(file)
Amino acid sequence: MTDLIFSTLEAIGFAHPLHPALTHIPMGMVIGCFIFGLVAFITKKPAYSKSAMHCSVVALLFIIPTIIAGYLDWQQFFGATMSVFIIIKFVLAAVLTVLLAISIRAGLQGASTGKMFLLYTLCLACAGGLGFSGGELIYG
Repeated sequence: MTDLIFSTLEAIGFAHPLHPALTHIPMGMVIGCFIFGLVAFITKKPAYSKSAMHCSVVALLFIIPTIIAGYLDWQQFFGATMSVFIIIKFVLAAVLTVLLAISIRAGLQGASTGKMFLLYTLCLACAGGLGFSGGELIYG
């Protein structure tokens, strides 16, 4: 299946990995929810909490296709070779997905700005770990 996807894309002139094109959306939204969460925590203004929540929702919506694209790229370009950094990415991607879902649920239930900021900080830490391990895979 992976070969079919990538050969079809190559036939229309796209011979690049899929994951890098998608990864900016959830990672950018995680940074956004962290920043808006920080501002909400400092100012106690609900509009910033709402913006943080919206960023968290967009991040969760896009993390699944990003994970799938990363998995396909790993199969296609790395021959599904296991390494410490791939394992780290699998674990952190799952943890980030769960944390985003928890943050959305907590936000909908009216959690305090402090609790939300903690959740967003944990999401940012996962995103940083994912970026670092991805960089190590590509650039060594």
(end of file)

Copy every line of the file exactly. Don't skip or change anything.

Amino acid sequence: MTDLIFSTLEAIGFAHPLHPALTHIPMGMVIGCFIFGLVAFITKKPAYSKSAMHCSVVALLFIIPTIIAGYLDWQQFFGATMSVFIIIKFVLAAVLTVLLAISIRAGLQGASTGKMFLLYTLCLACAGGLGFSGGELIYG
Repeated sequence: MTDLIFSTLEAIGFAHPLHPALTHIPMGMVIGCFIFGLVAFITKKPAYSKSAMHCSVVALLFIIPTIIAGYLDWQQFFGATMSVFIIIKFVLAAVLTVLLAISIRAGLQGASTGKMFLLYTLCLACAGGLGFSGGELIYG
């Protein structure tokens, strides 16, 4: 299946990995929810909490296709070779997905700005770990 996807894309002139094109959306939204969460925590203004929540929702919506694209790229370009950094990415991607879902649920239930900021900080830490391990895979 992976070969079919990538050969079809190559036939229309796209011979690049899929994951890098998608990864900016959830990672950018995680940074956004962290920043808006920080501002909400400092100012106690609900509009910033709402913006943080919206960023968290967009991040969760896009993390699944990003994970799938990363998995396909790993199969296609790395021959599904296991390494410490791939394992780290699998674990952190799952943890980030769960944390985003928890943050959305907590936000909908009216959690305090402090609790939300903690959740967003944990999401940012996962995103940083994912970026670092991805960089190590590509650039060594």